Google's increasing pervasiveness is not merely on the services front. Google's expansion into more and more software applications has been accompanied by an expansion into politics. Five years ago, Google brought on its first full-time lobbyist in Washington. In 2009, the company dropped more than $4 million on lobbying. That's more than half of what the 35-year-old Microsoft spent on lobbying that same year. Still, Google's most effective voice is probably CEO and Chair Eric Schmidt, an early Obama supporter who is now a technology adviser to the White House. In the recent dustup over hacking incidents into Google's servers that the company traced back to China, the U.S. State Department and Google looked a lot like a pair of titans navigating the world of foreign diplomacy as they lobbed complaints against China, hinting at ultimatums. (Google has since turned over its investigations to the National Security Agency.)

Company officials in D.C. recently held a session with Republican operatives to debrief on how Sen. Scott Brown used not only Google's ad tools but Google Voice, Google Chat, and Google Docs to organize his upset victory in the race to fill the Senate seat in Massachusetts left empty by Ted Kennedy's death. That had National Journal asking, "Why would a giant like Google ... care about increasing its share of the meager dollars devoted to digital strategy in political campaigns?" For one thing, helping politicians win elections brings Google goodwill, and Google is undeniably an American success story.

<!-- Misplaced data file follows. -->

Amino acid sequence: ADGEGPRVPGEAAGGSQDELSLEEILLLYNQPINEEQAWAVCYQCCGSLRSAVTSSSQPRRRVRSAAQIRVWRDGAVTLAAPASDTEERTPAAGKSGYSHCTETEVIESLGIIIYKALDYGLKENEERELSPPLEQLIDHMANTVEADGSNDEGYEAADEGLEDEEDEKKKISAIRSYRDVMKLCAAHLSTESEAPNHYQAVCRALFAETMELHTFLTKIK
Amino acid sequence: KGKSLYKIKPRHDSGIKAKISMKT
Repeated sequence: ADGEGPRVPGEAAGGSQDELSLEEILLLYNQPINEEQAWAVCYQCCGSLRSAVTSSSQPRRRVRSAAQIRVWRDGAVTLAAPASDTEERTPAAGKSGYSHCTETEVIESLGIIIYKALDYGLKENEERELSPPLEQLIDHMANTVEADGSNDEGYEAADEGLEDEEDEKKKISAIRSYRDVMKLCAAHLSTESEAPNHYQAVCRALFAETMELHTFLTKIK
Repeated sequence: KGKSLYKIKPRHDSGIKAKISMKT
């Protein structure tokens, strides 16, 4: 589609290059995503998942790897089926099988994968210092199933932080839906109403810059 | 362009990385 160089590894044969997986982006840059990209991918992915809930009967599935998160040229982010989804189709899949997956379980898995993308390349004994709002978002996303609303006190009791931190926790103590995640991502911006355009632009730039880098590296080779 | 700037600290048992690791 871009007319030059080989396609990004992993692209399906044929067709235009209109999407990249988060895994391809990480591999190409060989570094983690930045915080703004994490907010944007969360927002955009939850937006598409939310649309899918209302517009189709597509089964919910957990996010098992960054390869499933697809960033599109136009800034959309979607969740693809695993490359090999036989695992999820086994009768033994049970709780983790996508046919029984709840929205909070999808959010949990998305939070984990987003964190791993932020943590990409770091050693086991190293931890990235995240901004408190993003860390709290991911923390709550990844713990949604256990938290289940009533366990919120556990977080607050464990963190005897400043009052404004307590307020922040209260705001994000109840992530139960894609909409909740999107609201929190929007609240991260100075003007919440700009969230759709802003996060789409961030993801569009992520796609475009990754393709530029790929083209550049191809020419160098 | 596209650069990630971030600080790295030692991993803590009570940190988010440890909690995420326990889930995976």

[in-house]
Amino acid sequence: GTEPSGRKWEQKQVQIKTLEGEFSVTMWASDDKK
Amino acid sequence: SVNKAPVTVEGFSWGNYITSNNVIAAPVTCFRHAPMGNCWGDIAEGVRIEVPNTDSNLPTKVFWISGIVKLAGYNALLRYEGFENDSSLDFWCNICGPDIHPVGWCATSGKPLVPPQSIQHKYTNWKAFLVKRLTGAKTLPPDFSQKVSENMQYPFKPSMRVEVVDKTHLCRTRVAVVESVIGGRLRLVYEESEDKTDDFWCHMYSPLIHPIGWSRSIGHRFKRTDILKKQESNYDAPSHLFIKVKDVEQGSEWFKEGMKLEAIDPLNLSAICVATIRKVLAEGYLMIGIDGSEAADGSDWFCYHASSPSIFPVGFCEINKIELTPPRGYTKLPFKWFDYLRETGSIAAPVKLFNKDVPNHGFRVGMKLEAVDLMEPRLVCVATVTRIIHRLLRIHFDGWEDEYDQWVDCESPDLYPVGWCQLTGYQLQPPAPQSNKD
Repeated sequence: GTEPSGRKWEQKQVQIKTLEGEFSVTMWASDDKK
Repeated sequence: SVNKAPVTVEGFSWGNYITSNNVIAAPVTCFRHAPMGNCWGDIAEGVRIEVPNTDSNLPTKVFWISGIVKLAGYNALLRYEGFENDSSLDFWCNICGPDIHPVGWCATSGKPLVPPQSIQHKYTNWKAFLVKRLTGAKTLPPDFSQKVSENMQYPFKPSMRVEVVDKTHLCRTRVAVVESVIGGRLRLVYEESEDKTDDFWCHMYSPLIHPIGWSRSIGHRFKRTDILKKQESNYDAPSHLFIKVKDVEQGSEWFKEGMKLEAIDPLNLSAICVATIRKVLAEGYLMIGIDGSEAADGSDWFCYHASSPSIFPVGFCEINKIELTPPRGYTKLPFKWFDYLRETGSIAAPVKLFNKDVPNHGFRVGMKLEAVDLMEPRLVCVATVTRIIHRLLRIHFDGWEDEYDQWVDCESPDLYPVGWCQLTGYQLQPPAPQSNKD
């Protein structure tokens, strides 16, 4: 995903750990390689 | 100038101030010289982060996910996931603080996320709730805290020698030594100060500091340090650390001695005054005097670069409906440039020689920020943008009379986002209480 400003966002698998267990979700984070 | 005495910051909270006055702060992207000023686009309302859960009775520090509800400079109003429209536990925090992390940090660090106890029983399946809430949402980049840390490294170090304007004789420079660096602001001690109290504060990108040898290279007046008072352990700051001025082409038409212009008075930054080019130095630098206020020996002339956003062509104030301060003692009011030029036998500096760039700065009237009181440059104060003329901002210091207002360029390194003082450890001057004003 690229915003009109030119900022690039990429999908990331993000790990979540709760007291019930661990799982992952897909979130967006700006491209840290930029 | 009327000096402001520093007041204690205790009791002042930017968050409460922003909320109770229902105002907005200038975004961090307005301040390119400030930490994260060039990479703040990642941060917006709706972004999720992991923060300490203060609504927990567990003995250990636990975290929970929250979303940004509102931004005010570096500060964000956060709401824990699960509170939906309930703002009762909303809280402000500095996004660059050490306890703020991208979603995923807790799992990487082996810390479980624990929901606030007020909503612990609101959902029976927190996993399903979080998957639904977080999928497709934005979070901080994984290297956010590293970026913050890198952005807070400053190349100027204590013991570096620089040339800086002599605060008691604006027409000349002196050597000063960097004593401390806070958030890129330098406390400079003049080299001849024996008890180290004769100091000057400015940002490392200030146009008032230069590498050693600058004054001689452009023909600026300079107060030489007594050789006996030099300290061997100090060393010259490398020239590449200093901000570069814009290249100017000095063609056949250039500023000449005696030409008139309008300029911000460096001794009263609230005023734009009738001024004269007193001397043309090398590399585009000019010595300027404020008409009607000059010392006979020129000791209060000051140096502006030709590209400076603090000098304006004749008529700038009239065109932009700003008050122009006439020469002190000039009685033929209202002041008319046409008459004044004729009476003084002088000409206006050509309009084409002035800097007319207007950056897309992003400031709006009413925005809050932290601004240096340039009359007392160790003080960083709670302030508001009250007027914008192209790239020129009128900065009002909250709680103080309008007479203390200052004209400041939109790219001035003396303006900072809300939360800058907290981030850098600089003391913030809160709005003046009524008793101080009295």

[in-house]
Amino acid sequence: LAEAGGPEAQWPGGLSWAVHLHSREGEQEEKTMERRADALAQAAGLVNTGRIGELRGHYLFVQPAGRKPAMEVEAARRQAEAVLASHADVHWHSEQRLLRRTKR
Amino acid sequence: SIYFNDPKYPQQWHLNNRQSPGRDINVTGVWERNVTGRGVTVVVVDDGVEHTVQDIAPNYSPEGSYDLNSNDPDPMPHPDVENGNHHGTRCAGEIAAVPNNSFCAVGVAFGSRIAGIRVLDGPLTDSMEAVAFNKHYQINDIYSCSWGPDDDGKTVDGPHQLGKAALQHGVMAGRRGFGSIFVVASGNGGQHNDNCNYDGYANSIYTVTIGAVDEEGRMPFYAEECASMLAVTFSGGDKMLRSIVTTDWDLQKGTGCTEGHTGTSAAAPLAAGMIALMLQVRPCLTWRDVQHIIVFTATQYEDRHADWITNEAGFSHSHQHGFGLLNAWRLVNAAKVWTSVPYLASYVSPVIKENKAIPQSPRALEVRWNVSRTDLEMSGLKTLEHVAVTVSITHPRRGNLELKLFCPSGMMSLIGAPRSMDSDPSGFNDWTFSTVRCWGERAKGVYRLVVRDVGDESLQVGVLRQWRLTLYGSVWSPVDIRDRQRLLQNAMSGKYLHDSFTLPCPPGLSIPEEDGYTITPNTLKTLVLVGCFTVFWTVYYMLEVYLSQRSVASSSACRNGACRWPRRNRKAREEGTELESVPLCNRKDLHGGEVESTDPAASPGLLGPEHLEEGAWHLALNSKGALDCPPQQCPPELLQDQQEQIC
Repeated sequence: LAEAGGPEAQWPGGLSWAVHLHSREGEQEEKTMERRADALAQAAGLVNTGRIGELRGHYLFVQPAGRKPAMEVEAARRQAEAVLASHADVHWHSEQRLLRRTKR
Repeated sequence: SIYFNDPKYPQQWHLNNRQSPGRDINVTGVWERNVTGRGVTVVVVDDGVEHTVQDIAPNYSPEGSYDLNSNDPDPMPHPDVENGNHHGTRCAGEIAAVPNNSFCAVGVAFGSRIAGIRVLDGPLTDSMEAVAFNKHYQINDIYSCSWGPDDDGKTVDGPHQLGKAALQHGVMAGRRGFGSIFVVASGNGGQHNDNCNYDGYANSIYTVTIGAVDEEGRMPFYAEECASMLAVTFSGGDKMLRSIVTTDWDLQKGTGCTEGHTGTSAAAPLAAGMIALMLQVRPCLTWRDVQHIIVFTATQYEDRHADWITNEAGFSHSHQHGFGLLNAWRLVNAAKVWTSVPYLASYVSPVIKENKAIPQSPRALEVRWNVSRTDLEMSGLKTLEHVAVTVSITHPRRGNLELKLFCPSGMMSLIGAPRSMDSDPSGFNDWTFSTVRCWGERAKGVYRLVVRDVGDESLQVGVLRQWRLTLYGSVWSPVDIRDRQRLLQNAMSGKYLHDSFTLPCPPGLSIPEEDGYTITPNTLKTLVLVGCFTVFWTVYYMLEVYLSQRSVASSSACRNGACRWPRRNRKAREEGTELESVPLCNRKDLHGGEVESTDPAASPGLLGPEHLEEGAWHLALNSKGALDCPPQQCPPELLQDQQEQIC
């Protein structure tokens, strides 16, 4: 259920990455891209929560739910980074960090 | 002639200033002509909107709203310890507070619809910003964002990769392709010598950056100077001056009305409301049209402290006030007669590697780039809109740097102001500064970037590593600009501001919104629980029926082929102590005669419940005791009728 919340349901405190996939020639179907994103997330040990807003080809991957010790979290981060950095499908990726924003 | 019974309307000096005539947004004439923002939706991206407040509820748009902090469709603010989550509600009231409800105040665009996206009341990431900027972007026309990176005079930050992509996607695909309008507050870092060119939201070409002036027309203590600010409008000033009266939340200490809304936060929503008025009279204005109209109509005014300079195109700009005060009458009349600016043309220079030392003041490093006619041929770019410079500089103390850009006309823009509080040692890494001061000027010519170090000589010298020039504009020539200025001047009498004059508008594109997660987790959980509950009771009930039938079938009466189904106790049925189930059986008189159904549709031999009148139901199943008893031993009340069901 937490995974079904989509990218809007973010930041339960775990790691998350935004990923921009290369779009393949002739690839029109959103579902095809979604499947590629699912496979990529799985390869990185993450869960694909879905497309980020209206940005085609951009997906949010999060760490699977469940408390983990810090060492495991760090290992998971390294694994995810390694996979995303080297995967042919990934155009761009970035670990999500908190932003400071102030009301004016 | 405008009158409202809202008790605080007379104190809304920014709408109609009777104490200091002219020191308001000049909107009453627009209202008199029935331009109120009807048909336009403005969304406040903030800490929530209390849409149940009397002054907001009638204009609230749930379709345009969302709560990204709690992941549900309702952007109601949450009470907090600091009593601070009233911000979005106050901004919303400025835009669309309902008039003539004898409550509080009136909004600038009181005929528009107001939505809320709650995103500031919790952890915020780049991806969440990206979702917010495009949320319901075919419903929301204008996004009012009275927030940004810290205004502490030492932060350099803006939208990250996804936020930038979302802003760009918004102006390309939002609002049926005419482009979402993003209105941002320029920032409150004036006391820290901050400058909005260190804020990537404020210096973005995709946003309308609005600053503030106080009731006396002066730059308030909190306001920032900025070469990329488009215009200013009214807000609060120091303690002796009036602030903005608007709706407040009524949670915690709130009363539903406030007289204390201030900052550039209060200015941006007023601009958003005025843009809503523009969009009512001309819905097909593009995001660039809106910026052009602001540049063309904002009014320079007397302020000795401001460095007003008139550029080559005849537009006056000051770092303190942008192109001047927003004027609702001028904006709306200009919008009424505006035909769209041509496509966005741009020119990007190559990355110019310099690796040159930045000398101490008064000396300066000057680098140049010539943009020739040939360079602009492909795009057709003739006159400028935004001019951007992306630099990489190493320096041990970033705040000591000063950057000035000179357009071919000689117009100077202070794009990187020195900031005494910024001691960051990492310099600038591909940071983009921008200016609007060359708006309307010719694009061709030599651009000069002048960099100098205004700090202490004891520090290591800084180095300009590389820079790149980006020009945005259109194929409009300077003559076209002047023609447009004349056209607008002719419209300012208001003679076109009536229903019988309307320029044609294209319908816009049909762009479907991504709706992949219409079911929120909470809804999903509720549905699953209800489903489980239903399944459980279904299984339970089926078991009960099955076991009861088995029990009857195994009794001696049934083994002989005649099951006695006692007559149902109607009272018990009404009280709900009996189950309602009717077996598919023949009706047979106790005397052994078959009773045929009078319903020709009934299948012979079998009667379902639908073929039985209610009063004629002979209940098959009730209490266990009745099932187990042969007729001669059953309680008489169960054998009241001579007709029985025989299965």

For the rest of us, though, Google's appeal is largely the cornucopia of rather amazing Web apps the company makes available for free. Office software that once cost hundreds of dollars costs nothing online. Video-streaming tools are now free, as are publishing platforms, satellite imagery, GPS, 3-D modeling tools, and gigabytes of e-mail storage. The tools become even more powerful when linked. Google's YouTube, for example, now offers captioning in dozens of languages, including Arabic and Farsi, thanks to Google's ambitious and promising Translate project. Used in combination, Google Search and Google Maps on my iPhone make life in the modern urban chaos that is New York City far more manageable. I use the pair together nearly every day.

But free apps don't cover all sins. The potential cost of the cache of personal information Google has on its users became real with last week's rollout of Buzz.